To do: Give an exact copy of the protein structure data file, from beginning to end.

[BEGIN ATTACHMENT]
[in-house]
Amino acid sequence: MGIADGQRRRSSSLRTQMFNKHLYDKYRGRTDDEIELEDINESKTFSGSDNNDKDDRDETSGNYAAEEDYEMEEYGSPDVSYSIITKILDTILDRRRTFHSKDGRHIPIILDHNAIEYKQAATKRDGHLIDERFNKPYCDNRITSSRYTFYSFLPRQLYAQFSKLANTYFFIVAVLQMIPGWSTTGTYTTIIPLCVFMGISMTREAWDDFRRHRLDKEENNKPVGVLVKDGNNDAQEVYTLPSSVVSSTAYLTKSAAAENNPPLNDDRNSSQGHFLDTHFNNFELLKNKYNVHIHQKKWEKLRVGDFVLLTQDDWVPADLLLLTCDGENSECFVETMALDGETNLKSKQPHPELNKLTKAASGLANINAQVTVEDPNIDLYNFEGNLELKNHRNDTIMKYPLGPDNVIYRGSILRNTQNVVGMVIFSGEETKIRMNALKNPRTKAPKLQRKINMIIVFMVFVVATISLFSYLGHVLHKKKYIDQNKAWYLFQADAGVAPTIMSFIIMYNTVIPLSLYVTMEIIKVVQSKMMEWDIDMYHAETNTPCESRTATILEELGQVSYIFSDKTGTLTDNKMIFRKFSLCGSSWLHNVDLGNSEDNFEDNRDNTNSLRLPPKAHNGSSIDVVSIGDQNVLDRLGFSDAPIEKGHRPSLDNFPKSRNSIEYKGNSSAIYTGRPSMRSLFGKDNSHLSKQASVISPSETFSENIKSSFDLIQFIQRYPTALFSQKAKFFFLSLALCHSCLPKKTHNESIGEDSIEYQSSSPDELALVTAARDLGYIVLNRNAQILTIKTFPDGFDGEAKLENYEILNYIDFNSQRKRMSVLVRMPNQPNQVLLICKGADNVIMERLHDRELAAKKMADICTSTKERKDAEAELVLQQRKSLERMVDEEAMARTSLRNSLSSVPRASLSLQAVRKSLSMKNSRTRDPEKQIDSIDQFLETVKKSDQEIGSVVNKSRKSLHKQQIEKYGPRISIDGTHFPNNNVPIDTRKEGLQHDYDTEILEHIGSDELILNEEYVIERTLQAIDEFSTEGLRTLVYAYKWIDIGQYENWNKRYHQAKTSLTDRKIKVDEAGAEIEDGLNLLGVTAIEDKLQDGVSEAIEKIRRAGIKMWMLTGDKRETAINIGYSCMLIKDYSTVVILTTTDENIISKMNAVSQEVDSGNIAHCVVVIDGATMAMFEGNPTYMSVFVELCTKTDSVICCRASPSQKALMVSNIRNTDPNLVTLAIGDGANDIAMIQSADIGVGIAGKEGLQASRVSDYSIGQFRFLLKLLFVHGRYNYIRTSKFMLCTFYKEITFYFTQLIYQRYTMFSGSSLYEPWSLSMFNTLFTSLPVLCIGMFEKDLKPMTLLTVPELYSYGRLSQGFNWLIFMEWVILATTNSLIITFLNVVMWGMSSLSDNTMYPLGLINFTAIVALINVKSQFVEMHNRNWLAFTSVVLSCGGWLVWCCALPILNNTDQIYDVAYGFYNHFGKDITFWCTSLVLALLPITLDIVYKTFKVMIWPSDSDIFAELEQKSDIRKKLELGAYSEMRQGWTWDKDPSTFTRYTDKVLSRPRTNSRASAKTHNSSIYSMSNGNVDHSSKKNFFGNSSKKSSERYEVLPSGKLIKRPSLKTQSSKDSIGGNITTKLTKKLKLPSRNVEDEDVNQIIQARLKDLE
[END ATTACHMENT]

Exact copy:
[in-house]
Amino acid sequence: MGIADGQRRRSSSLRTQMFNKHLYDKYRGRTDDEIELEDINESKTFSGSDNNDKDDRDETSGNYAAEEDYEMEEYGSPDVSYSIITKILDTILDRRRTFHSKDGRHIPIILDHNAIEYKQAATKRDGHLIDERFNKPYCDNRITSSRYTFYSFLPRQLYAQFSKLANTYFFIVAVLQMIPGWSTTGTYTTIIPLCVFMGISMTREAWDDFRRHRLDKEENNKPVGVLVKDGNNDAQEVYTLPSSVVSSTAYLTKSAAAENNPPLNDDRNSSQGHFLDTHFNNFELLKNKYNVHIHQKKWEKLRVGDFVLLTQDDWVPADLLLLTCDGENSECFVETMALDGETNLKSKQPHPELNKLTKAASGLANINAQVTVEDPNIDLYNFEGNLELKNHRNDTIMKYPLGPDNVIYRGSILRNTQNVVGMVIFSGEETKIRMNALKNPRTKAPKLQRKINMIIVFMVFVVATISLFSYLGHVLHKKKYIDQNKAWYLFQADAGVAPTIMSFIIMYNTVIPLSLYVTMEIIKVVQSKMMEWDIDMYHAETNTPCESRTATILEELGQVSYIFSDKTGTLTDNKMIFRKFSLCGSSWLHNVDLGNSEDNFEDNRDNTNSLRLPPKAHNGSSIDVVSIGDQNVLDRLGFSDAPIEKGHRPSLDNFPKSRNSIEYKGNSSAIYTGRPSMRSLFGKDNSHLSKQASVISPSETFSENIKSSFDLIQFIQRYPTALFSQKAKFFFLSLALCHSCLPKKTHNESIGEDSIEYQSSSPDELALVTAARDLGYIVLNRNAQILTIKTFPDGFDGEAKLENYEILNYIDFNSQRKRMSVLVRMPNQPNQVLLICKGADNVIMERLHDRELAAKKMADICTSTKERKDAEAELVLQQRKSLERMVDEEAMARTSLRNSLSSVPRASLSLQAVRKSLSMKNSRTRDPEKQIDSIDQFLETVKKSDQEIGSVVNKSRKSLHKQQIEKYGPRISIDGTHFPNNNVPIDTRKEGLQHDYDTEILEHIGSDELILNEEYVIERTLQAIDEFSTEGLRTLVYAYKWIDIGQYENWNKRYHQAKTSLTDRKIKVDEAGAEIEDGLNLLGVTAIEDKLQDGVSEAIEKIRRAGIKMWMLTGDKRETAINIGYSCMLIKDYSTVVILTTTDENIISKMNAVSQEVDSGNIAHCVVVIDGATMAMFEGNPTYMSVFVELCTKTDSVICCRASPSQKALMVSNIRNTDPNLVTLAIGDGANDIAMIQSADIGVGIAGKEGLQASRVSDYSIGQFRFLLKLLFVHGRYNYIRTSKFMLCTFYKEITFYFTQLIYQRYTMFSGSSLYEPWSLSMFNTLFTSLPVLCIGMFEKDLKPMTLLTVPELYSYGRLSQGFNWLIFMEWVILATTNSLIITFLNVVMWGMSSLSDNTMYPLGLINFTAIVALINVKSQFVEMHNRNWLAFTSVVLSCGGWLVWCCALPILNNTDQIYDVAYGFYNHFGKDITFWCTSLVLALLPITLDIVYKTFKVMIWPSDSDIFAELEQKSDIRKKLELGAYSEMRQGWTWDKDPSTFTRYTDKVLSRPRTNSRASAKTHNSSIYSMSNGNVDHSSKKNFFGNSSKKSSERYEVLPSGKLIKRPSLKTQSSKDSIGGNITTKLTKKLKLPSRNVEDEDVNQIIQARLKDLE